International migration in the contemporary era of globalization generates complex inequalities that require a non-statist approach to justice. This paper considers how the analysis of these inequalities may be fruitfully undertaken using Nancy Fraser’s framework of redistribution, recognition, and representation. The discussion uses empirical material from a case study of Ethiopian women who migrate as domestic workers to countries in the Middle East. The paper suggests potential directions for more transformative approaches to justice within the context of international migration.
Understanding Migrant Crime through the Comparative Examination of Local Markets
Immigration politics are almost universally characterized by their complexity, their ability to raise public passions, and misinformation, often based on generalizations and stereotypes. Recently, immigration has been intrinsically linked to crime, and public agendas have squarely focused on security issues as nativist political forces have successfully created a prominent image of migrants as threats to public security. This article argues that immigrant participation in criminal markets should be studied at the local level, where micro-criminal economies often dominated by migrants actually develop. By examining criminal activity at its base, the article investigates the nature of power in these markets. Specifically, it examines migrant crime in four cities and compares it to migrant integration in regular labour markets. By doing so, the article studies levels of migrant autonomy in both criminal and regular markets and argues that this autonomy indicates whether migrant crime is entrepreneurial or a sign of social deviance.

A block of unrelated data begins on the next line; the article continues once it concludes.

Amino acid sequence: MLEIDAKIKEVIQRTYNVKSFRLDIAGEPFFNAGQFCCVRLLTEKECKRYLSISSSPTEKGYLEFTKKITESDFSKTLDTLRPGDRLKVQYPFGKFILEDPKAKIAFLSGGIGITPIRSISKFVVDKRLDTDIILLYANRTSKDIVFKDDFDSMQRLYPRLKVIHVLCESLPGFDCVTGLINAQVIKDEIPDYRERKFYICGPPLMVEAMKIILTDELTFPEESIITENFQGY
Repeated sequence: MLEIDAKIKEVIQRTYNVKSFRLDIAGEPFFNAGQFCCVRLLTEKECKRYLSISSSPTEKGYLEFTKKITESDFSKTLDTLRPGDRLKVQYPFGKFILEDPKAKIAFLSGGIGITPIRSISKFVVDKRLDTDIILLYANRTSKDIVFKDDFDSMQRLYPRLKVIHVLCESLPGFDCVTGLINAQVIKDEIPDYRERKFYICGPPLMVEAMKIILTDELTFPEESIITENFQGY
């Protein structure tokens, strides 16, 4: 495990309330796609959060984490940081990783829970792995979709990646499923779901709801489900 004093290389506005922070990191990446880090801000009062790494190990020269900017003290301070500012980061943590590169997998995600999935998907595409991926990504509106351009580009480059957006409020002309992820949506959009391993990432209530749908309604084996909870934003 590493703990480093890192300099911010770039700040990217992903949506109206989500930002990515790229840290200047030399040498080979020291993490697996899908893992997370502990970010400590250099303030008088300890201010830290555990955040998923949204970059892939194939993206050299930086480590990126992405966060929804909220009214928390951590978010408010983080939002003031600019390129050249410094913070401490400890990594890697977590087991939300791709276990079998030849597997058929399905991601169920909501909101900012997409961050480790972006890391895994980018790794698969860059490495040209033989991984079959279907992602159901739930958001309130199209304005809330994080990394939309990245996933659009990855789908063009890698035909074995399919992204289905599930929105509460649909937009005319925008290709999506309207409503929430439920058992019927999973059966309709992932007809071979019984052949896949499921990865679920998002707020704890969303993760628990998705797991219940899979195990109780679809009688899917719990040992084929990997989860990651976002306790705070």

An Essay on the Political Condition of Migrants
José María Rosales
This article deals with the civic integration of migrants, focusing on the process immigrants undergo to become nationals of new states. Discussing some recent advances in immigration policies in European Union countries, it questions the gap that separates their normative principles from institutional practices. Many existing citizens would not meet the administrative requirements imposed on migrants to gain legal residence and nationality. Furthermore, the experience of non-nationals living in Europe suggests that integration challenges remain, well after naturalisation is achieved, as new citizens face ongoing discriminatory burdens at various levels, including the labour market and politics. Part of an ongoing study on the civic condition of migrants, the article argues that a liberal approach to immigrant integration should not cease with the granting of citizenship. It should address the urgent task of protecting new citizens from discrimination that impairs their rights in practice.
Organized Hypocrisy, Solidarity, and Mounting Protest
Tiziana Caponio and Teresa Cappiali